Attorney-Client Privilege -
I. State the general circumstances under which the jurisdiction will treat a communication as attorney-client privileged, including identification of all required elements/circumstances.
Massachusetts highest court, the Supreme Judicial Court, has defined the attorney client privilege as follows:
The classic formulation of the attorney-client privilege… is found in 8 J. Wigmore, Evidence § 2292 (McNaughton rev. ed. 1961): (1) Where legal advice of any kind is sought (2) from a professional legal adviser in his capacity as such, (3) the communications relating to that purpose, (4) made in confidence (5) by the client, (6) are at his instance permanently protected, (7) from disclosure by himself or by the legal adviser, (8) except the protection be waived.
Commissioner of Revenue v. Comcast Corp., 453 Mass. 293, 303, 901 N.E.2d 1185, 1194 (2009) (internal quotations and citations omitted).
Such communications, however, are destroyed when the communication is made in the presence of a “nonnecessary agent of the attorney or client.” Commonwealth v. Senior, 433 Mass. 453, 457 (2001). The privilege can also be waived expressly or implicitly. See Commonwealth v. Woodberry, 26 Mass. App. Ct. 636, 637 (1988).
II. Does the jurisdiction recognize/preserve the attorney-privilege for communications among co-defendants in joint-defense or common-interest situations? If so, what are the requirements for establishing two or more co-defendants’ communications qualify?
Yes. Defendants invoking the joint defense privilege need only prove that (1) the communication was made in the course of a joint defense effort, (2) the statement was designed to further such an effort, and (3) the privilege was not waived. See Hanover Ins. Co. v. Rapo & Jepsen Ins. Servs., Inc., 449 Mass. 609, 619 (2007).
A Massachusetts Superior Court, however, recently held the joint defense doctrine does not protect against communications regarding a shared legal interest with parties that do not have counsel. See Am.’s Test Kitchen, Inc. v. Kimball, No. 1684CV03325BLS2, 2018 WL 2049490, at *4 (Mass. Super. 2018).
III. Identify key pitfalls/situations likely to result in the loss of the ability to claim the protections of the privilege – e.g., failure to assert, waiver, crime-fraud exception, assertion of advice of counsel, transmittal to additional non-qualifying recipients, etc.
The attorney client privilege does not apply to the following:
• Furtherance of a crime or fraud. See Matter of John Doe Grand Jury Investigation, 408 Mass. 480, 486, 562 N.E.2d 69, 72 (1990).
• Disputes between joint clients. See Vicor Corp. v. Vigilant Ins. Co., 674 F.3d 1, 19 (1st Cir. 2012).
• A decedent’s intent as to the disposition of property by will. See Doherty v. O’Callaghan, 157 Mass. 90, 92, 31 N.E. 726, 727 (1892).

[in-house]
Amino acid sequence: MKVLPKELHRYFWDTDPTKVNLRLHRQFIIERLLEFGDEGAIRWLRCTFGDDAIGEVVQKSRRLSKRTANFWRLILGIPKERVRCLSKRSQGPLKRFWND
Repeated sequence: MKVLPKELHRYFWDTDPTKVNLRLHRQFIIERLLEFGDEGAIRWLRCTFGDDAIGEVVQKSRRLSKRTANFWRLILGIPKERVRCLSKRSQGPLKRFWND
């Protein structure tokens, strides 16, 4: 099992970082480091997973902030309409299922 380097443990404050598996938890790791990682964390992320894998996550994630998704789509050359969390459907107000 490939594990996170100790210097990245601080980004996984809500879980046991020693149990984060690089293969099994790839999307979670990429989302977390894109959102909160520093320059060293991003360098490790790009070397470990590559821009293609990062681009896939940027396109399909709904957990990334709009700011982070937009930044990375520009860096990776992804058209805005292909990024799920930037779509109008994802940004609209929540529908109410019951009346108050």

• Actions by an attorney against a client for fees or by a client against an attorney alleging wrongful conduct. See Com. v. Woodberry, 26 Mass. App. Ct. 636, 530 N.E.2d 1260 (1988).
• The identity of an attorney’s client, the source of payment for attorney’s fees, the date of any communications and the amounts paid to the attorney. See Conlon v. Rosa, 2004 WL 1627337 (Mass. Land Ct. 2004).
Additionally, in RFF v. Burns & Levinson, 465 Mass. 702, 703 (2013), the Massachusetts Supreme Judicial Court for the first time ruled that the privilege does not necessarily apply to confidential communications between law firm attorneys and a law firm’s in-house counsel. Specifically, the Court stated that such can only be deemed confidential “provided that (1) the law firm has designated an attorney or attorneys within the firm to represent the firm as in-house counsel, (2) the in-house counsel has not performed any work on the client matter at issue or a substantially related matter, (3) the time spent by the attorneys in these communications with in-house counsel is not billed to a client, and (4) the communications are made in confidence and kept confidential.” Id.
IV. Identify any recent trends or limitations imposed by the jurisdiction on the scope of the attorney-client privilege.
With the increase in the use of e-discovery, there has inevitably been, and will continue to be, a growing concern over the attorney-client privilege and the inadvertent disclosure of potentially privileged communications. While Massachusetts has yet to rule on the waiver of the privilege specifically in the e-discovery context, courts look to a balancing test as set forth in Matter of Reorganization of Elec. Mut. Liab. Ins. Co., (Bermuda), 425 Mass. 419, 423, 681 N.E.2d 838, 841 (1997). Courts look to whether the disclosure was inadvertent and whether reasonable and prompt steps were taken prevent disclosure. Id.
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